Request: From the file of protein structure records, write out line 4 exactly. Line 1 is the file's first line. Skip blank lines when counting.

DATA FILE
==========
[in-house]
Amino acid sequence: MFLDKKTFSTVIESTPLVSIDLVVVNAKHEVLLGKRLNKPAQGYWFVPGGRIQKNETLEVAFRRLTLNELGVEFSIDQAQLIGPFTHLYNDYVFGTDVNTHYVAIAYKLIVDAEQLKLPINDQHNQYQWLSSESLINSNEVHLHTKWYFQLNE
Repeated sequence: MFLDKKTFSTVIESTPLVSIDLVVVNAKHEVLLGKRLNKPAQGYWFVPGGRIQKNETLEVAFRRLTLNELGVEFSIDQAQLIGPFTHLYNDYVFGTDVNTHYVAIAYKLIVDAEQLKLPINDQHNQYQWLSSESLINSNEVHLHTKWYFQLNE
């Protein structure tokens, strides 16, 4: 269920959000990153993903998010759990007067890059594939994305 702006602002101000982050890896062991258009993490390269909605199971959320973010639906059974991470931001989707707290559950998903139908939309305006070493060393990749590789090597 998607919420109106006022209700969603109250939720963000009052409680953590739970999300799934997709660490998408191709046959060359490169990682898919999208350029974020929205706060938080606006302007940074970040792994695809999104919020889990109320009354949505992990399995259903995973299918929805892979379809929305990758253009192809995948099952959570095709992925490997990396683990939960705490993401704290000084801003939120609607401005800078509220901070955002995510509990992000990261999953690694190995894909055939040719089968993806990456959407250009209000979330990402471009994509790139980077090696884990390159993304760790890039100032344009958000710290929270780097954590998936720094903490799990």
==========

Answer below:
């Protein structure tokens, strides 16, 4: 269920959000990153993903998010759990007067890059594939994305 702006602002101000982050890896062991258009993490390269909605199971959320973010639906059974991470931001989707707290559950998903139908939309305006070493060393990749590789090597 998607919420109106006022209700969603109250939720963000009052409680953590739970999300799934997709660490998408191709046959060359490169990682898919999208350029974020929205706060938080606006302007940074970040792994695809999104919020889990109320009354949505992990399995259903995973299918929805892979379809929305990758253009192809995948099952959570095709992925490997990396683990939960705490993401704290000084801003939120609607401005800078509220901070955002995510509990992000990261999953690694190995894909055939040719089968993806990456959407250009209000979330990402471009994509790139980077090696884990390159993304760790890039100032344009958000710290929270780097954590998936720094903490799990």